I read this book back in the spring after hearing it mentioned on all my favourite podcasts. I listen to a lot of podcasts. Book podcasts, feminist podcasts… This book crossed into both. Sara Pascoe seemed instantly likeable and I liked the idea of a feminist polemic with a scientific angle, whilst still being readable and entertaining.
I’ve read a few of these sorts of books – autobiographical in nature whilst still trying to tell us something wider about what it means to be female in the modern whirlwind of changing sexual identities, gender fluidity, everyday sexism and all manner of feminist campaigns and hashtags. Lena Dunham’s books, Not That Kind Of Girl, is brilliant. It’s raw and beautifully written. I’m a big fan of Girls and Dunham’s book offers more of that special quirky energy, weirdness and arresting honesty. I love that Dunham is brave enough to be so openly weird. We all pretty strange individuals with our own neuroses, health quirks and awkward sexual histories, but Lena just puts it all out there. And she’s such a good writer. Her voice is a compelling read.
Then there’s Caitlin Moran. When I read How to be a Woman when it was first published in 2011; five years ago, it felt so fresh and new. People weren’t calling themselves feminists then – at least not in my everyday internet wanderings and conversations with friends. Fourth wave feminism existed, but I wasn’t aware of it. How to be a Woman was an approachable read, a funny read, one that widened the consciousness of why feminism is important. I did a women’s life writing course at university, and yet I don’t think I’d ever read about periods, breasts and abortion before. I was 25 at the time, and as Caitlin Moran was ten years older than me, it felt like getting advice from a very honest, very funny big sister. I loved it. It genuinely changed the way I thought. It was when I started thinking of myself as a feminist.
So I read Animal by Sara Pascoe with these two great books in mind. Two books I loved. If I’d read Animal first, when I was about fifteen, I think I would have loved it a whole lot more than I did as a married thirty year old who already read a lot about this subject matter. Not that this is a bad book: it definitely isn’t. I just wasn’t sure I was the intended audience.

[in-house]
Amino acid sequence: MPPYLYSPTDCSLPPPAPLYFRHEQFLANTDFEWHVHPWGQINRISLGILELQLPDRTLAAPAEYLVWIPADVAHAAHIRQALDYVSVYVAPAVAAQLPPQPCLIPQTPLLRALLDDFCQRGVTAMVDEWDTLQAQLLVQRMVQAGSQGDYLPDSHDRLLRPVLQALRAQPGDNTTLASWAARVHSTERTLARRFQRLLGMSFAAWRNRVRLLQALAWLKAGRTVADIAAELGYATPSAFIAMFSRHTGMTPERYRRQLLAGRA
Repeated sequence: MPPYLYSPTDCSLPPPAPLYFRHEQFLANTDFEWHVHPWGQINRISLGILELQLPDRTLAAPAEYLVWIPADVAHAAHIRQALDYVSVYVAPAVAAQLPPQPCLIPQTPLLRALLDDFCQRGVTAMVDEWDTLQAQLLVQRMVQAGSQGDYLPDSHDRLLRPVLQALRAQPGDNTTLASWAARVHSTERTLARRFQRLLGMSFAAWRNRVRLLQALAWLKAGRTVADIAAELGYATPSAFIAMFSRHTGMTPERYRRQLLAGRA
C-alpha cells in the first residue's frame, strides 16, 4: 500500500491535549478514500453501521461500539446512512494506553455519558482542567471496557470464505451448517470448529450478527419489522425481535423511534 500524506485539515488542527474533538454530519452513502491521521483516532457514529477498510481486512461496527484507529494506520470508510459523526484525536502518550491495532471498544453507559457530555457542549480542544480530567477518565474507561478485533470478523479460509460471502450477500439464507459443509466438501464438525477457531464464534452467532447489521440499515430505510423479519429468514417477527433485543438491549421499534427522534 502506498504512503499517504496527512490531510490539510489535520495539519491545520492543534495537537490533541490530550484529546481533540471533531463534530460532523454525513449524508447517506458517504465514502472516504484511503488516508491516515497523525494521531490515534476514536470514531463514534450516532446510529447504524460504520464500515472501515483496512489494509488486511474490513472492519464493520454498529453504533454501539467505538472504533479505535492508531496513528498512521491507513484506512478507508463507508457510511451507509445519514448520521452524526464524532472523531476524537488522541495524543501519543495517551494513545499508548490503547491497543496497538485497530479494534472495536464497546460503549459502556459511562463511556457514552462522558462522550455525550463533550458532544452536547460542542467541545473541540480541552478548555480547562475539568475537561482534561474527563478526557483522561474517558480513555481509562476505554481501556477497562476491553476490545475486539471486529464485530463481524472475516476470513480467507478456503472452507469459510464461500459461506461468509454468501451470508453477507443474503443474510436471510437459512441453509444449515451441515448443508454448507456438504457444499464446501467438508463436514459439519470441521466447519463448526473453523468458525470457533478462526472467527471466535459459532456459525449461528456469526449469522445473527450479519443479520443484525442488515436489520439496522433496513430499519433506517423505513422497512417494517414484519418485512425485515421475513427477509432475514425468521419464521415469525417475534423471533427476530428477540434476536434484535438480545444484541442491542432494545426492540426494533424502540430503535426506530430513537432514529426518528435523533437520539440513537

Reading it, I definitely learned interesting things about new discoveries in science regarding gender and sexuality: Pascoe has definitely done her research, and in that respect, this book possibly had more weight than Moran’s. I learned that a lot of preconceptions about female sexuality are Victorian constructs; evolutionary principles were established by male scientists in a very conservative age, and thus their theories on women and even female animals were shaped by deeply embedded societal views. Women are delicate, nurturing and not as sexual as men, for instance. These Victorian ideas are still floating around right now in the media, in films, in the books we read. And yet there’s so much evidence that these ‘gender norms’ are a load of rubbish. But we knew that, right? Even if I didn’t know all the science, I still felt like I already knew the principles of this book. Having said that, the science of hormones was really interesting, and something I felt I should have found out about earlier.
Maybe I’ll pass the book to my teenage niece. Maybe this is what this book is about… passing the torch. She’s a typical sixteen year old, interested stalking minor celebrities on Twitter, pouting for Instagram selfies and collecting Mac lipsticks. Just as I felt at her age, her peer group is everything. She might well be very happy in performing this particular internet-age brand of femininity, but what if she’s not? She’s just left school, she’s going to college and thinking about university. This is a crucial age for deciding your own identity, and experimenting with it. Perhaps this book would be a helpful voice in helping her understand her own hormones, her first relationships. Sara Pascoe writes so honestly about her own difficult teenage years: an eating disorder, an abortion at 16. It’s not sensationalist or extreme, because everything feels pretty extreme when you’re 16. Yes, I wish I’d read this book earlier. I would have learned a lot.